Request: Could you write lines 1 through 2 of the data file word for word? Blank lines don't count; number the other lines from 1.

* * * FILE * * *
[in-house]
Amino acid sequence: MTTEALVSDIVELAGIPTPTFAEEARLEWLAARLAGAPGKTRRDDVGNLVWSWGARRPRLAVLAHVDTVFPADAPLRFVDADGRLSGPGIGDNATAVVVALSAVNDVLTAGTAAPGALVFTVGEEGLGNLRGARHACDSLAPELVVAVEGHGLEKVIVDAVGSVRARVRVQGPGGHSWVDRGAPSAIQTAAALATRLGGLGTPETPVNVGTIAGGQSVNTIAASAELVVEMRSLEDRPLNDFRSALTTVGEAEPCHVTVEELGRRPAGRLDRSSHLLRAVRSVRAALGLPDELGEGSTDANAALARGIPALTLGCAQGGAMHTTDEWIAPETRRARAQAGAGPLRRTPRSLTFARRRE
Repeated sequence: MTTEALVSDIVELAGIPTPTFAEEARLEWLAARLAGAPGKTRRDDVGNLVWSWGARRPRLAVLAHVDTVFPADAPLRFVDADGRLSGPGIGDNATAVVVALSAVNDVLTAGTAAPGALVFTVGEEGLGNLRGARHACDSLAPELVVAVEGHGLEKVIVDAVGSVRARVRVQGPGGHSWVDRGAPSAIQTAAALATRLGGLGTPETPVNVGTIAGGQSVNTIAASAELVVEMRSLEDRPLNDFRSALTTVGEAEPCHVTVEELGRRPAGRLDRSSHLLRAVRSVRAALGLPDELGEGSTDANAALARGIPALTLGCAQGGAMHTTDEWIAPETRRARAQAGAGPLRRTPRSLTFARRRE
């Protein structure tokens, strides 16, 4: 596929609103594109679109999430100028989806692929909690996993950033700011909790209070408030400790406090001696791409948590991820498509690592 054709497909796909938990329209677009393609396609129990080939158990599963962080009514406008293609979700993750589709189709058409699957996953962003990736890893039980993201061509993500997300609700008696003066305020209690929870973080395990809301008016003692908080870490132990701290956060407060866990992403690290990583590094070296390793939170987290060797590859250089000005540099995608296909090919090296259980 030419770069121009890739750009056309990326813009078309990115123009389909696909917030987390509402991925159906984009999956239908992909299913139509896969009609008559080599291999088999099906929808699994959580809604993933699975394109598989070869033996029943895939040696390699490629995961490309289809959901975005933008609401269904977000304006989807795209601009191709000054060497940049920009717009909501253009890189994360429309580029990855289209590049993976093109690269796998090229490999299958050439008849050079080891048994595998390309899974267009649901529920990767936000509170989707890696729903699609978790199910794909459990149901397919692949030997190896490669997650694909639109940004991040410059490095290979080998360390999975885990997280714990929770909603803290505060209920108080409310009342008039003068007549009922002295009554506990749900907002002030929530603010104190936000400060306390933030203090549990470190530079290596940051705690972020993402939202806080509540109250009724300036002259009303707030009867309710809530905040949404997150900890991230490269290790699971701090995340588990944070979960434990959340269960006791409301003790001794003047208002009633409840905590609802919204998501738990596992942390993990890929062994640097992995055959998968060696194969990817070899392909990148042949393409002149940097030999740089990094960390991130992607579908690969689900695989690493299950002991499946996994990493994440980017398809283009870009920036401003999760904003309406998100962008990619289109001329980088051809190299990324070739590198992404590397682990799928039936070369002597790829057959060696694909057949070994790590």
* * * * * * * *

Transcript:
[in-house]
Amino acid sequence: MTTEALVSDIVELAGIPTPTFAEEARLEWLAARLAGAPGKTRRDDVGNLVWSWGARRPRLAVLAHVDTVFPADAPLRFVDADGRLSGPGIGDNATAVVVALSAVNDVLTAGTAAPGALVFTVGEEGLGNLRGARHACDSLAPELVVAVEGHGLEKVIVDAVGSVRARVRVQGPGGHSWVDRGAPSAIQTAAALATRLGGLGTPETPVNVGTIAGGQSVNTIAASAELVVEMRSLEDRPLNDFRSALTTVGEAEPCHVTVEELGRRPAGRLDRSSHLLRAVRSVRAALGLPDELGEGSTDANAALARGIPALTLGCAQGGAMHTTDEWIAPETRRARAQAGAGPLRRTPRSLTFARRRE